Michaël Malapert launches a second collection based on the shape of the object and explore a new functional vocabulary. 3D printing is now part of our everyday life. In opposition with the first collection, DARK SIDE creations are inspired by numerical modelling softwares reinterpreting and focusing on Origami know how (a traditional Chinese art of paper folding). Only the graphics skeleton of the object is maintained while the material is reduced to maximum.
This collection revisits various typologies of the basketry activity showing the dark side profile of these objects. By proposing DARK SIDE, Michaël Malapert shows that 3D printing allows to produce wired solid structures with delicate curved lines.
The faceted forms of these 3D-printed wireframe bowls and vessels by French designer Michaël Malapert are inspired by the Japanese art of origami. The bowl, plate, vase, candle holder and desktop container are based on archetypal forms, which are subjected to a digital process that turns the surfaces into faceted shapes.
Malapert said the folded paper forms produced by experts in origami influenced the angular geometry of the designs, which are reduced to a structural outline. “[The] Dark Side creations are inspired by numerical modelling softwares reinterpreting and focusing on origami know how,” explained Malapert. “Only the graphic skeleton of the object is maintained, while the material is reduced to the minimum.”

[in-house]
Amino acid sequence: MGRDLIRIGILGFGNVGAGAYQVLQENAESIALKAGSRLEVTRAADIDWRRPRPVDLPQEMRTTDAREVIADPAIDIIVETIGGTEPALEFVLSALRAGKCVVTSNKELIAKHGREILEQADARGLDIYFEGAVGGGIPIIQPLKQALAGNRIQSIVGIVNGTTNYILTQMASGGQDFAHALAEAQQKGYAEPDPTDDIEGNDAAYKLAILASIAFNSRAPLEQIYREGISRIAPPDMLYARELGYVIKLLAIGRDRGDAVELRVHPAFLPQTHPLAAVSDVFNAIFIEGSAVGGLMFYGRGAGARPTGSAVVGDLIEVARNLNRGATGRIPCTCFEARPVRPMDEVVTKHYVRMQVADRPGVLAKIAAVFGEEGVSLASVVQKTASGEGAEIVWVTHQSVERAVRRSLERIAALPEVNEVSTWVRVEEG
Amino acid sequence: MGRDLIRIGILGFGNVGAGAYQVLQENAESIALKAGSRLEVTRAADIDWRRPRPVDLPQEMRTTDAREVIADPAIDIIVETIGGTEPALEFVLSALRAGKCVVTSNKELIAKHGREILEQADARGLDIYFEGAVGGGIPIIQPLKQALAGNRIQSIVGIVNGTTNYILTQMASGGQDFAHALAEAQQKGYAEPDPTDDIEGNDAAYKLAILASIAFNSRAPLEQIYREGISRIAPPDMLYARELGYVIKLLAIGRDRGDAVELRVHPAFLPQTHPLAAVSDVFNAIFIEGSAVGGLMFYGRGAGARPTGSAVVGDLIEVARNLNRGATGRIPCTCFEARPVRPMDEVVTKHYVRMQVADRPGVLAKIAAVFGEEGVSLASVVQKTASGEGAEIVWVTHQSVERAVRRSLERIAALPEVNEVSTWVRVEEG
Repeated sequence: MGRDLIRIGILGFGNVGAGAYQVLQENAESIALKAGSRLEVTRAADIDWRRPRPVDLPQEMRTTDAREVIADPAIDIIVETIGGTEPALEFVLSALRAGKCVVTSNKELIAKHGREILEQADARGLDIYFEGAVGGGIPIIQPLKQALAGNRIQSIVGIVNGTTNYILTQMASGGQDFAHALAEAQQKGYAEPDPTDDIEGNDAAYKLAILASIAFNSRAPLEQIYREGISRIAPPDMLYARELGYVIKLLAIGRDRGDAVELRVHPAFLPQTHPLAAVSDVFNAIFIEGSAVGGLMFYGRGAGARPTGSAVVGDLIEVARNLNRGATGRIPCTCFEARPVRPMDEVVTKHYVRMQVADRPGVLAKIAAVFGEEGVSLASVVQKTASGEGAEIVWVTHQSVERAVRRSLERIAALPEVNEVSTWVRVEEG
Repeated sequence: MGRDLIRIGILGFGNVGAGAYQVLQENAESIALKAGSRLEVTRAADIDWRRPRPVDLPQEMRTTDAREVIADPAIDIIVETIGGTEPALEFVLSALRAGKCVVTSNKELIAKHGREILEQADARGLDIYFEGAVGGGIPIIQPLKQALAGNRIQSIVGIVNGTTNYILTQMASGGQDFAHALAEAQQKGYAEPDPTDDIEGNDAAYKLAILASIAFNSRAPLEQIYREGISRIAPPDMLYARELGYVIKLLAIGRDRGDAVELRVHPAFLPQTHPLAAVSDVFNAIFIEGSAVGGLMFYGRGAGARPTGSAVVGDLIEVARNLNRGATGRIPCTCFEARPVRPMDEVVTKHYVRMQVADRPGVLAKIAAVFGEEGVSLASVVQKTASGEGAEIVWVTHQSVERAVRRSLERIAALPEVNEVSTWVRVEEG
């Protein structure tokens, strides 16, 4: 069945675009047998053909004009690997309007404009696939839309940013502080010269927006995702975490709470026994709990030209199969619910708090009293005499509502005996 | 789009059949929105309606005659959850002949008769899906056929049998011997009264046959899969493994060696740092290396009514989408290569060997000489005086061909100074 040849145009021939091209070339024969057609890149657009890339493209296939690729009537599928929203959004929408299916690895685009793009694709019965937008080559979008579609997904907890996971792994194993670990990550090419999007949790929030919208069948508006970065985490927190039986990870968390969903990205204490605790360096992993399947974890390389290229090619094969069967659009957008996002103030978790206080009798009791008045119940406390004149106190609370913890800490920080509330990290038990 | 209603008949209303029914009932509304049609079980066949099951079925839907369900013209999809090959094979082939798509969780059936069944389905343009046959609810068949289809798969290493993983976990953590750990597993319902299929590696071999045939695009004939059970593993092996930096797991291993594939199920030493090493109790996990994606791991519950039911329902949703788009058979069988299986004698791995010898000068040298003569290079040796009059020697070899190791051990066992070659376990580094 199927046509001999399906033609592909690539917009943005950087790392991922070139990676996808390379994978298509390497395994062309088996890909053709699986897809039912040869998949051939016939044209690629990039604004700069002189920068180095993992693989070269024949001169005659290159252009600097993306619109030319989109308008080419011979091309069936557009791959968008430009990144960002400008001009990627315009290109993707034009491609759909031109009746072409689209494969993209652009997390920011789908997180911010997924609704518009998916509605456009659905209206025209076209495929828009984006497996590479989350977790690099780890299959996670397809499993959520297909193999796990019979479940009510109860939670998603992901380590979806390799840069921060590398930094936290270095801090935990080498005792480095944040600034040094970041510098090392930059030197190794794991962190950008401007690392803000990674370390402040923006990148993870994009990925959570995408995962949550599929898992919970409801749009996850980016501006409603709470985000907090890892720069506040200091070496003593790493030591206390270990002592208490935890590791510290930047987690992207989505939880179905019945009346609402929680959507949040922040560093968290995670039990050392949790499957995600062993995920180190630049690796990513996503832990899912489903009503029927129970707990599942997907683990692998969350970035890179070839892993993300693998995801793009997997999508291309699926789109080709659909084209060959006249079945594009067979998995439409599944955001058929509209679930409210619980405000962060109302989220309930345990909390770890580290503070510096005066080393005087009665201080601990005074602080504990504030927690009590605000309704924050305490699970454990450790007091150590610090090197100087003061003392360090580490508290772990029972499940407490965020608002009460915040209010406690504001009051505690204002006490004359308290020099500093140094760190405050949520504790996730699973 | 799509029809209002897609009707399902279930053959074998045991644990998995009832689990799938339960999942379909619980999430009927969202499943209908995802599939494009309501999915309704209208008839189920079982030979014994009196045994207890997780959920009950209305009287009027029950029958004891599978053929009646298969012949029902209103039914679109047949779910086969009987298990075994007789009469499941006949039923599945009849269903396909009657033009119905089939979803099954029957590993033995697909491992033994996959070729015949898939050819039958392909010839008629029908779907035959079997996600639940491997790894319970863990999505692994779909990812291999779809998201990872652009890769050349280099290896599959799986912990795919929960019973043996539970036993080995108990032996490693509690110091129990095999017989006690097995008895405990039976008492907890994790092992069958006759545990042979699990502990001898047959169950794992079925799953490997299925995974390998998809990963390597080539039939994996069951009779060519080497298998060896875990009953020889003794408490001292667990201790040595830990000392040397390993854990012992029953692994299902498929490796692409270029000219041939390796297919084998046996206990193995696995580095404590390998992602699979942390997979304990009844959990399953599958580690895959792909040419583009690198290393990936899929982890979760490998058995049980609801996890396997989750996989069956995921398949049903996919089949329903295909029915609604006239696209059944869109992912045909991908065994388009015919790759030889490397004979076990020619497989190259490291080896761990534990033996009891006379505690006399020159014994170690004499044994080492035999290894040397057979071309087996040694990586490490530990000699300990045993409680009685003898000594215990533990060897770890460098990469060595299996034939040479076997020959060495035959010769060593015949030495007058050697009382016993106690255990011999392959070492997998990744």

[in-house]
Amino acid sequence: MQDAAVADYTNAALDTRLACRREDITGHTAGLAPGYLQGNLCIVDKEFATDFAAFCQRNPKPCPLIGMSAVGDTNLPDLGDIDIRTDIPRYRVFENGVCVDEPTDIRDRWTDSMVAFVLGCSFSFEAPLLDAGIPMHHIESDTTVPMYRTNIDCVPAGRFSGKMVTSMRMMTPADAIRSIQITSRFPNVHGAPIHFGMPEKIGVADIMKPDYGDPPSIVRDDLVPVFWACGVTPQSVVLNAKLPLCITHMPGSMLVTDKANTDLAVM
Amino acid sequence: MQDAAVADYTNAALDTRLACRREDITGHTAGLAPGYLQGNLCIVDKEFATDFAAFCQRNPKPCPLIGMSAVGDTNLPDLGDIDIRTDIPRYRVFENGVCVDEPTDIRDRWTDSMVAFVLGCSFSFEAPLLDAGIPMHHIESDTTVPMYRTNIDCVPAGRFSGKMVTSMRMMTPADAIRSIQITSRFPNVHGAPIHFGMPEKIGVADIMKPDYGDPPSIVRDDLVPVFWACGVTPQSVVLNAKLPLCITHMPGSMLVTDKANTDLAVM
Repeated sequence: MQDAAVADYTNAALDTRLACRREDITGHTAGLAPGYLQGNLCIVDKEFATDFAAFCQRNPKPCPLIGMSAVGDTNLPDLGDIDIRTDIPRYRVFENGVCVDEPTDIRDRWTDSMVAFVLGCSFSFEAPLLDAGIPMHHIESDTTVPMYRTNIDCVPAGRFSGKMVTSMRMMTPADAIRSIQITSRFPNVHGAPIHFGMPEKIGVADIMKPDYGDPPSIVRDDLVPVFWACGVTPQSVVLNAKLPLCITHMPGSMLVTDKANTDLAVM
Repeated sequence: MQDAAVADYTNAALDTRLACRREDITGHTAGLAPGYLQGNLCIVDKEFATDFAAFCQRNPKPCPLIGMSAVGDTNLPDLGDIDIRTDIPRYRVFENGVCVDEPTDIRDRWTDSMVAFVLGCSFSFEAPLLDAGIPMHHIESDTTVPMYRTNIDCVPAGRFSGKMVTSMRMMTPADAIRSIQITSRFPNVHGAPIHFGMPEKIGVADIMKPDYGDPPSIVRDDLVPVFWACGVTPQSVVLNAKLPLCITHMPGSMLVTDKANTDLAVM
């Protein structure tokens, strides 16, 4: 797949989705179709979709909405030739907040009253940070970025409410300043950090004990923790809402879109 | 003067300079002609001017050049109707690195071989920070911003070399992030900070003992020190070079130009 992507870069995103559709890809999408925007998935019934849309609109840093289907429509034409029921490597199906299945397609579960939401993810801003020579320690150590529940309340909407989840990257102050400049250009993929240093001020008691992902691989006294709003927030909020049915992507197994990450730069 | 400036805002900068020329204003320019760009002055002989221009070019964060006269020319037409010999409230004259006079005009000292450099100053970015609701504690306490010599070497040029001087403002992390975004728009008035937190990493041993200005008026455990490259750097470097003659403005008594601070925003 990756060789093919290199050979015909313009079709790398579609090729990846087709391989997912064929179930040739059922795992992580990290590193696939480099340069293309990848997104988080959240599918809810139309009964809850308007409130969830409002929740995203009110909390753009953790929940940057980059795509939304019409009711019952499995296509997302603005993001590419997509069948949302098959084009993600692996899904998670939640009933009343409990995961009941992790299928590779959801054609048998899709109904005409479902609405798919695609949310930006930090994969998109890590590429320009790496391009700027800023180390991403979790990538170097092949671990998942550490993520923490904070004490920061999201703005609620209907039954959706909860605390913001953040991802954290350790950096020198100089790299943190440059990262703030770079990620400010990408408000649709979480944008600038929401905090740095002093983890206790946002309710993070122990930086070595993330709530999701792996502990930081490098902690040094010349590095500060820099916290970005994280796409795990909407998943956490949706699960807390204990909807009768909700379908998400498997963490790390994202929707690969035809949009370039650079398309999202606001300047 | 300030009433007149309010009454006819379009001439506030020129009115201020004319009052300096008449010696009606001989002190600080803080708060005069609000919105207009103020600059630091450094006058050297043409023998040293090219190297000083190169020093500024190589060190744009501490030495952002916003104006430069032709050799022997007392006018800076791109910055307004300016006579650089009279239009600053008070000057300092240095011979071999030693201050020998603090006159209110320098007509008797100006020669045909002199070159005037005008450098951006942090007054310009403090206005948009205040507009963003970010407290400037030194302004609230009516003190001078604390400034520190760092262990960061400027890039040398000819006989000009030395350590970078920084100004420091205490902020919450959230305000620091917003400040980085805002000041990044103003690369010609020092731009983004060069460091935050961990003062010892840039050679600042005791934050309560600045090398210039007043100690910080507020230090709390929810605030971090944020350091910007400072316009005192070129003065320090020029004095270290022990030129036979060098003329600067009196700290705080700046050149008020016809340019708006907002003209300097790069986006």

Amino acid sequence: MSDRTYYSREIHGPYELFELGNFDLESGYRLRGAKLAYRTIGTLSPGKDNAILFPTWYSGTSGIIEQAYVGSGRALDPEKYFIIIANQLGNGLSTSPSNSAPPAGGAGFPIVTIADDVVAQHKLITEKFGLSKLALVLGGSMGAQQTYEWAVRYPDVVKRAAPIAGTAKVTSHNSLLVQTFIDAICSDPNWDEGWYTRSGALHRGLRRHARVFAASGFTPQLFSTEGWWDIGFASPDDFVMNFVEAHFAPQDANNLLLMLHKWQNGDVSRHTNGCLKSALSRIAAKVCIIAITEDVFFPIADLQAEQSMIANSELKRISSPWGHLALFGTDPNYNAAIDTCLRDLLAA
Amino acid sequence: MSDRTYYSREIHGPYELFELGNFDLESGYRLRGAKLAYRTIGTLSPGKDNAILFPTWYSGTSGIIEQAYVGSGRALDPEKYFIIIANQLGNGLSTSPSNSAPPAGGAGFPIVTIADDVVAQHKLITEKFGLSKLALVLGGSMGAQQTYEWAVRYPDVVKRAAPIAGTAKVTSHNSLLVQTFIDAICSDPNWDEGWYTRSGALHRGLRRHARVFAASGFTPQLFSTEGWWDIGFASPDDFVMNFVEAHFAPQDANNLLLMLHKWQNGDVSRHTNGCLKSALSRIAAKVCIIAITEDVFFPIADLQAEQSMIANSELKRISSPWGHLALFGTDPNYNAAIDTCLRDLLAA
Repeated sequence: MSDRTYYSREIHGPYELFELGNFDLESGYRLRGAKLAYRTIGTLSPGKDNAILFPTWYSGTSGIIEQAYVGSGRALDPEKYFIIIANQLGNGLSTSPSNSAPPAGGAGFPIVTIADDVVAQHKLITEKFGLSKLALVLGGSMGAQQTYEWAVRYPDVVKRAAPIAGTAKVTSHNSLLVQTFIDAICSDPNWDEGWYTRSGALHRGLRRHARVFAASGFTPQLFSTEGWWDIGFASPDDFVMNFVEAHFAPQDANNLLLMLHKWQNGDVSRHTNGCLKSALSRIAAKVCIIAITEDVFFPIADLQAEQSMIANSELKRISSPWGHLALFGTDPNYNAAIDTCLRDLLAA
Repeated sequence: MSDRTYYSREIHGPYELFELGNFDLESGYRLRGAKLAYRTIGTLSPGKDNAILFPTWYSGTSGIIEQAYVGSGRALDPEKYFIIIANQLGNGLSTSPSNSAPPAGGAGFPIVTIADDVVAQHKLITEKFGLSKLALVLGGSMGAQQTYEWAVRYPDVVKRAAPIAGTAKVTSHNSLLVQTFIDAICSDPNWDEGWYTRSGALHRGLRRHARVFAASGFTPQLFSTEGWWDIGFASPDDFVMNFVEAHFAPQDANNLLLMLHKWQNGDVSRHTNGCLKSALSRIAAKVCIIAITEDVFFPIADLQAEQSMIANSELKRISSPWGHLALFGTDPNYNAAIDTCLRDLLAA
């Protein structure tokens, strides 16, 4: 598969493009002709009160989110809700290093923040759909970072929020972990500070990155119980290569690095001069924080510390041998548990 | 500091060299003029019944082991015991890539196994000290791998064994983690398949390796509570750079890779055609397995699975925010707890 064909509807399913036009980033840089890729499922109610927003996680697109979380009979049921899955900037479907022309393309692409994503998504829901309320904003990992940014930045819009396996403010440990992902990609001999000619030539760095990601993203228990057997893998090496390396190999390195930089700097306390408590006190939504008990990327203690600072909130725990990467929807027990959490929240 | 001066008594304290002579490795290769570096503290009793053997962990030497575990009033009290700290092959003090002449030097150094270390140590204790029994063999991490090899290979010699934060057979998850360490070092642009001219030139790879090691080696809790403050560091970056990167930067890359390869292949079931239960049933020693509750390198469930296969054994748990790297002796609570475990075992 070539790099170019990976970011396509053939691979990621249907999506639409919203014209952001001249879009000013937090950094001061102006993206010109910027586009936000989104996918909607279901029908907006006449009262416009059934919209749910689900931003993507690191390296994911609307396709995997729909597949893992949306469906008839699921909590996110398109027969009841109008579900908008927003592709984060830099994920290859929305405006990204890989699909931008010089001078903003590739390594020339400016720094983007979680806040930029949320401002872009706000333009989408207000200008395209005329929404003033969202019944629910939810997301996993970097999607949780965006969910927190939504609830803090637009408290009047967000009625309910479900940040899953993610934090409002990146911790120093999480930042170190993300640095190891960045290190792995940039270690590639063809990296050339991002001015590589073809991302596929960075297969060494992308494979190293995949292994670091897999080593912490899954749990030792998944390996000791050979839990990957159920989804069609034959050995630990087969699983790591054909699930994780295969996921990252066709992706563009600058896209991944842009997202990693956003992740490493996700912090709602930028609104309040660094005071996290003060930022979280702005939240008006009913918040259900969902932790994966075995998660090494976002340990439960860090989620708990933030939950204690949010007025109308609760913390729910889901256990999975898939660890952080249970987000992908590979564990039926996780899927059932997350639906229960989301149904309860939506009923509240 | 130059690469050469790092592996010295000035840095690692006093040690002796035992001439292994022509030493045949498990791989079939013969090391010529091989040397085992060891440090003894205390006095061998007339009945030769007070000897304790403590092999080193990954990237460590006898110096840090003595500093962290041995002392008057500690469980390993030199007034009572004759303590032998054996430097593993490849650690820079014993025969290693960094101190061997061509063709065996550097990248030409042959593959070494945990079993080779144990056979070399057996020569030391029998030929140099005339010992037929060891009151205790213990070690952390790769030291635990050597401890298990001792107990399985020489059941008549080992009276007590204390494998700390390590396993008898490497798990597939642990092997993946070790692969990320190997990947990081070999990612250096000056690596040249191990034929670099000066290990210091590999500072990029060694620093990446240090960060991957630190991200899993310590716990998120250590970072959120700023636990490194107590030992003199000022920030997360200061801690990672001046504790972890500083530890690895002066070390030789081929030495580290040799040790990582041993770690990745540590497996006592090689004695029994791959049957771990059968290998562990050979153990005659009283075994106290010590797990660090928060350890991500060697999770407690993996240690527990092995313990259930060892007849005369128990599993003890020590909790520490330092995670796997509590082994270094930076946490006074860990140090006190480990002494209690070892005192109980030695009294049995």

The products can be used as containers, lanterns or ornamental centrepieces. They are printed by laser sintering, where a polyamide powder is scattered then fixed with a laser one layer at a time. They can be ordered in red, yellow, green, blue, black and white. Dark Side is the second collection to be launched by Michaël Malapert through his M Family website, where customers can either order the objects to be printed or download a file to print them themselves.
designer: michael malapert
producer: the m family